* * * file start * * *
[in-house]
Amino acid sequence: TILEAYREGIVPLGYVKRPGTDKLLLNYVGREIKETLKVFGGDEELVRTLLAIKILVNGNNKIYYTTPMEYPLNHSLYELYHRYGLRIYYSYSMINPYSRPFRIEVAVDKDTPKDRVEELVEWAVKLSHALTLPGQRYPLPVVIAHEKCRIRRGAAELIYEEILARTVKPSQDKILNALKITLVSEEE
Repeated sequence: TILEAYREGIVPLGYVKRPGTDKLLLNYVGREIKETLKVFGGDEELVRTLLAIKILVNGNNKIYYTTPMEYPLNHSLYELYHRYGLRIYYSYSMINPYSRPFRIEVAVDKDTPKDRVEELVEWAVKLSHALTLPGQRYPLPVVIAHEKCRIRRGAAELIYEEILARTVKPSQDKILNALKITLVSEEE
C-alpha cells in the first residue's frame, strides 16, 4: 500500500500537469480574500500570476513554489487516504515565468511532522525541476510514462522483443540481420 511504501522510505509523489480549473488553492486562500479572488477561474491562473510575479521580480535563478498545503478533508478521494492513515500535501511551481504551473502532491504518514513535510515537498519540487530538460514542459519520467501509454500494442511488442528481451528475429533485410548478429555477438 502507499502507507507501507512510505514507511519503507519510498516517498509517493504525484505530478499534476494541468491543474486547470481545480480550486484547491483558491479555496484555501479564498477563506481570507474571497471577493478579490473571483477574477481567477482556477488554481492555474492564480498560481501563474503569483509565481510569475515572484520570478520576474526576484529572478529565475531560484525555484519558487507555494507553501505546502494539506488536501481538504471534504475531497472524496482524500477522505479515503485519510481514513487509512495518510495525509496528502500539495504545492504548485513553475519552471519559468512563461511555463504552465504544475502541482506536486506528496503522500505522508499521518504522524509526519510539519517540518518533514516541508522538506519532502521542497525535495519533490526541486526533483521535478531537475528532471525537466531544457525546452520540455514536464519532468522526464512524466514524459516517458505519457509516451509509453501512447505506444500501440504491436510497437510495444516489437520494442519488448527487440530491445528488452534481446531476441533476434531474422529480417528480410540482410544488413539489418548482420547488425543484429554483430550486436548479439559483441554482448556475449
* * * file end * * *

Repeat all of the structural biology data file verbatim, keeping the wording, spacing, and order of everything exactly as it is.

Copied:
[in-house]
Amino acid sequence: TILEAYREGIVPLGYVKRPGTDKLLLNYVGREIKETLKVFGGDEELVRTLLAIKILVNGNNKIYYTTPMEYPLNHSLYELYHRYGLRIYYSYSMINPYSRPFRIEVAVDKDTPKDRVEELVEWAVKLSHALTLPGQRYPLPVVIAHEKCRIRRGAAELIYEEILARTVKPSQDKILNALKITLVSEEE
Repeated sequence: TILEAYREGIVPLGYVKRPGTDKLLLNYVGREIKETLKVFGGDEELVRTLLAIKILVNGNNKIYYTTPMEYPLNHSLYELYHRYGLRIYYSYSMINPYSRPFRIEVAVDKDTPKDRVEELVEWAVKLSHALTLPGQRYPLPVVIAHEKCRIRRGAAELIYEEILARTVKPSQDKILNALKITLVSEEE
C-alpha cells in the first residue's frame, strides 16, 4: 500500500500537469480574500500570476513554489487516504515565468511532522525541476510514462522483443540481420 511504501522510505509523489480549473488553492486562500479572488477561474491562473510575479521580480535563478498545503478533508478521494492513515500535501511551481504551473502532491504518514513535510515537498519540487530538460514542459519520467501509454500494442511488442528481451528475429533485410548478429555477438 502507499502507507507501507512510505514507511519503507519510498516517498509517493504525484505530478499534476494541468491543474486547470481545480480550486484547491483558491479555496484555501479564498477563506481570507474571497471577493478579490473571483477574477481567477482556477488554481492555474492564480498560481501563474503569483509565481510569475515572484520570478520576474526576484529572478529565475531560484525555484519558487507555494507553501505546502494539506488536501481538504471534504475531497472524496482524500477522505479515503485519510481514513487509512495518510495525509496528502500539495504545492504548485513553475519552471519559468512563461511555463504552465504544475502541482506536486506528496503522500505522508499521518504522524509526519510539519517540518518533514516541508522538506519532502521542497525535495519533490526541486526533483521535478531537475528532471525537466531544457525546452520540455514536464519532468522526464512524466514524459516517458505519457509516451509509453501512447505506444500501440504491436510497437510495444516489437520494442519488448527487440530491445528488452534481446531476441533476434531474422529480417528480410540482410544488413539489418548482420547488425543484429554483430550486436548479439559483441554482448556475449